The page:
Stress is a part of life, and there is no escaping its effects. Even positive life changes, like marriage, babies, new jobs and houses create stress in our lives. In ancient times, stress was shorter lived. The "fight or flight" response of the sympathetic nervous system (SNS) was designed to help us flee from danger. When faced with a real or perceived threat, the body produces adrenaline and cortisol to increase heart rate, blood pressure, mental alertness and muscle tension in order to deal with the threat. At the same time, the body shuts down digestion, elimination, growth, repair, and reproduction systems until the threat has passed.
The human body has not changed much over the years. The sympathetic nervous system treats current day stressors the same as running from a sabor toothed tiger; however, the stressors we experience in our fast-paced, information-based society are more long term and ongoing. Whereas our ancestors' stressors were resolved after the threat of danger passed, now the constant barrage of stressors creates a state of chronic stress, and our adrenals are overworked and shutting down as a result. Consequently, the "rest and digest" process is disturbed, we lack the ability to benefit from nutrition and sleep, and the body's natural healing processes are disrupted.
Restorative yoga provides deep rest and relaxation to combat the effects of stress and help restore our body's optimal functioning and its natural ability to heal. Placing the body in nurturing physical postures which require no effort allows the parasympathetic nervous system (PNS) to take over and bring on the "relaxation response", defined by Herbert Benson, M.D., as "a physiological state characterized by a slower heart rate, metabolism, rate of breathing, lower blood pressure, and slower brain wave patterns." This relaxation response allows the SNS to take a break, and lets the parasympathetic nervous system (PNS) take over so the body can "rest and digest". The PNS calms and restores the body by lowering breathing rates, heart rates, and blood pressure, and increasing blood flow to internal organs.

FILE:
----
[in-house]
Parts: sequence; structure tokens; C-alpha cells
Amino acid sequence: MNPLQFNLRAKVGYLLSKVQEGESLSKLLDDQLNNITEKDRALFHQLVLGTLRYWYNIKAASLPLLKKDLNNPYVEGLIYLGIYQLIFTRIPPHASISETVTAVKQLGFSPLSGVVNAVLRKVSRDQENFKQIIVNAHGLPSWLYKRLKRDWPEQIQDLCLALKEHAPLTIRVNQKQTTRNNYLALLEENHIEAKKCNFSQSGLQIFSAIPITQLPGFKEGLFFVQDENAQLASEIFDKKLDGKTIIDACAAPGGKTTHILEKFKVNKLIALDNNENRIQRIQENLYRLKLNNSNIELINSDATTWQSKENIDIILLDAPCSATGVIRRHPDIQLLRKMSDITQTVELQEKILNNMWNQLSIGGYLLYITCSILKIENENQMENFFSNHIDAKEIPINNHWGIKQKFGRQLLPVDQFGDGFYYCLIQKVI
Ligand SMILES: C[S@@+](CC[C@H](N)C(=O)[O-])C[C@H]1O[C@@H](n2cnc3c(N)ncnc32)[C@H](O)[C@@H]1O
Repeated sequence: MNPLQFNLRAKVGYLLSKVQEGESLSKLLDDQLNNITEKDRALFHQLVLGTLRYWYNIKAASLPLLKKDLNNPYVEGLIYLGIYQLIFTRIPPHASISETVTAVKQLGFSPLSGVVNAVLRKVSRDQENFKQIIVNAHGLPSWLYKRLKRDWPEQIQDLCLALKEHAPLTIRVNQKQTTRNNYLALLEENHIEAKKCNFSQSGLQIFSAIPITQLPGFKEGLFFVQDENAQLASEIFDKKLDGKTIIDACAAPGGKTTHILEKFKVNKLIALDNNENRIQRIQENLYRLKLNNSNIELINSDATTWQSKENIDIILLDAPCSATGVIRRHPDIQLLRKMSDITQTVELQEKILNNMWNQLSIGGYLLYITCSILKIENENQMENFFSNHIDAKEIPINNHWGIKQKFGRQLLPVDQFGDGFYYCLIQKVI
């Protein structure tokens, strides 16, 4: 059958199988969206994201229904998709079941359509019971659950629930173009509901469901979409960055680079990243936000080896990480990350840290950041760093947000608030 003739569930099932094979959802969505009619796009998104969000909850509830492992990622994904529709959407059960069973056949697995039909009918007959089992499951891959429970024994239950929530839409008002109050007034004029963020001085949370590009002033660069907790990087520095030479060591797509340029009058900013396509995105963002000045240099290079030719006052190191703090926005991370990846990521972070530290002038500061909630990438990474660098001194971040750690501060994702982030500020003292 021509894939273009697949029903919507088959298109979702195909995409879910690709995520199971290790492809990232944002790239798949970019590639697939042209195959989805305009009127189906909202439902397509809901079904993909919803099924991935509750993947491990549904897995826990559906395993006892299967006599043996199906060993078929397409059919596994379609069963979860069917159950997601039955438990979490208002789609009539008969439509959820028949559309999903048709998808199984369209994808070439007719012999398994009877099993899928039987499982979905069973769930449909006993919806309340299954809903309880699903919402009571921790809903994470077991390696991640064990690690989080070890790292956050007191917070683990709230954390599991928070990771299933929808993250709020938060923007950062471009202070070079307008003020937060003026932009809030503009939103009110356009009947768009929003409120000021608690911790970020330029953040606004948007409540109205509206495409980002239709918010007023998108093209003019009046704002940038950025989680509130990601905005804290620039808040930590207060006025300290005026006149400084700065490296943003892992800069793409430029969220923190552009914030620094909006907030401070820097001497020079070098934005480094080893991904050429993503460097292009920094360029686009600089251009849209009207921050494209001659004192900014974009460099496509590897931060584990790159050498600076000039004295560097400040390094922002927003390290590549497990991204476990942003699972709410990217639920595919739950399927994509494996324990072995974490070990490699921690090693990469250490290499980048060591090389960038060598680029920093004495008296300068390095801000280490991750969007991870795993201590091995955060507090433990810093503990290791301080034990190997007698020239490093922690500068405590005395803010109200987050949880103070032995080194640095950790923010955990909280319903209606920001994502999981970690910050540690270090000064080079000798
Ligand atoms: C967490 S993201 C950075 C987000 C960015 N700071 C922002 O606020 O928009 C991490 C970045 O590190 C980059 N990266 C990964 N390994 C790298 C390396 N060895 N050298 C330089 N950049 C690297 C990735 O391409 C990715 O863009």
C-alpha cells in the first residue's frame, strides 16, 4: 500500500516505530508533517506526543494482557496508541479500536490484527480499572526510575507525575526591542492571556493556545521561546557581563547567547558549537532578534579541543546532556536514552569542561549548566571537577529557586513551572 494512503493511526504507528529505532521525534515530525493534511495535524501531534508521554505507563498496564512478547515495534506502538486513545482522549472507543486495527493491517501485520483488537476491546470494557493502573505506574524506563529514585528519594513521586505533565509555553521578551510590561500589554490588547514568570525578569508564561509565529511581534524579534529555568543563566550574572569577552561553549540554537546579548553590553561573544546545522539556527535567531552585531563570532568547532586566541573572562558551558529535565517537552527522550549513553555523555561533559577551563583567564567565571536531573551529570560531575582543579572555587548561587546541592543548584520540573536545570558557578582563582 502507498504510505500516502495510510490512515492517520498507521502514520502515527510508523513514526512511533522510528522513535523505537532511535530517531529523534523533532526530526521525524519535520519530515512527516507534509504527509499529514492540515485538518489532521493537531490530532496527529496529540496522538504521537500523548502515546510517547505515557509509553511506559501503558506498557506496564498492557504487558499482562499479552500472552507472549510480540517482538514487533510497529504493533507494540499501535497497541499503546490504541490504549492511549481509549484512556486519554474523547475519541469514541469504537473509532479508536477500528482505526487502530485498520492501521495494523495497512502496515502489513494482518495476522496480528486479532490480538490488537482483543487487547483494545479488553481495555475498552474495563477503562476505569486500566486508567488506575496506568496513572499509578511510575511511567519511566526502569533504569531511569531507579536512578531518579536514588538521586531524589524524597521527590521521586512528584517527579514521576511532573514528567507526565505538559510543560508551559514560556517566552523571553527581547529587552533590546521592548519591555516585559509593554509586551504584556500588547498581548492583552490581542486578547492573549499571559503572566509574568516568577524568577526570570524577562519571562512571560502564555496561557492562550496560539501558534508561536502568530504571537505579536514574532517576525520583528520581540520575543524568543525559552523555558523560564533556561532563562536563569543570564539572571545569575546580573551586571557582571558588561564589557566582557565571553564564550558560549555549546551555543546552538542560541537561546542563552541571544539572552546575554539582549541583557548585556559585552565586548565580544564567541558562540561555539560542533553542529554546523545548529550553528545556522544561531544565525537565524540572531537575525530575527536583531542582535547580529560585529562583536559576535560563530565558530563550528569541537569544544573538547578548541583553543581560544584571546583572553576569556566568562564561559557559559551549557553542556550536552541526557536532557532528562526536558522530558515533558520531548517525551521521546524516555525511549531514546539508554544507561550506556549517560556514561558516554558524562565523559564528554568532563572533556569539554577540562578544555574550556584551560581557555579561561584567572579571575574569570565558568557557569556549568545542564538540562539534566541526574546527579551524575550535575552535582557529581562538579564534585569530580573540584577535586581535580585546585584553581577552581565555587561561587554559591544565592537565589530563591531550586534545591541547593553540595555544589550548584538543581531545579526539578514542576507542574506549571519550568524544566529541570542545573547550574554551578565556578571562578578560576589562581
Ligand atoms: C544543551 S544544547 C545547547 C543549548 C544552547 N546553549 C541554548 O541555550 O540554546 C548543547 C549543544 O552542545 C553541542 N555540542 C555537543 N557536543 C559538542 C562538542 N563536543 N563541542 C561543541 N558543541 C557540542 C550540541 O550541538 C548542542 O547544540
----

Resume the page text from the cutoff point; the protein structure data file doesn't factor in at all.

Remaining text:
In Relax and Renew, Restful Yoga for Stressful Times, Judith Lasater, Ph.D., calls restorative yoga "active relaxation." Comfortable positions are held with the use of props, allowing the body to rest deeply. A sense of being cradled and nurtured, and a feeling of receptivity is encouraged. Attention is gently focused on the breath, helping to quiet the brain as well.
Restorative yoga is recommended during stressful periods (even good stress, like holidays and vacations) and when the body is fatigued, ill, or recovering from illness or injury. Taking time to nurture ourselves with restorative yoga can help combat the negative effects of stress on our body and minds.
Nurture Yoga (nurture-yoga.com) is offering several restorative yoga workshops during the holidays and throughout the year. Each workshop is comprised of two hours of restful poses that will leave you feeling more calm and ready to handle the stresses of everyday life. Come find a peaceful place in a stressful world. Let us nurture you.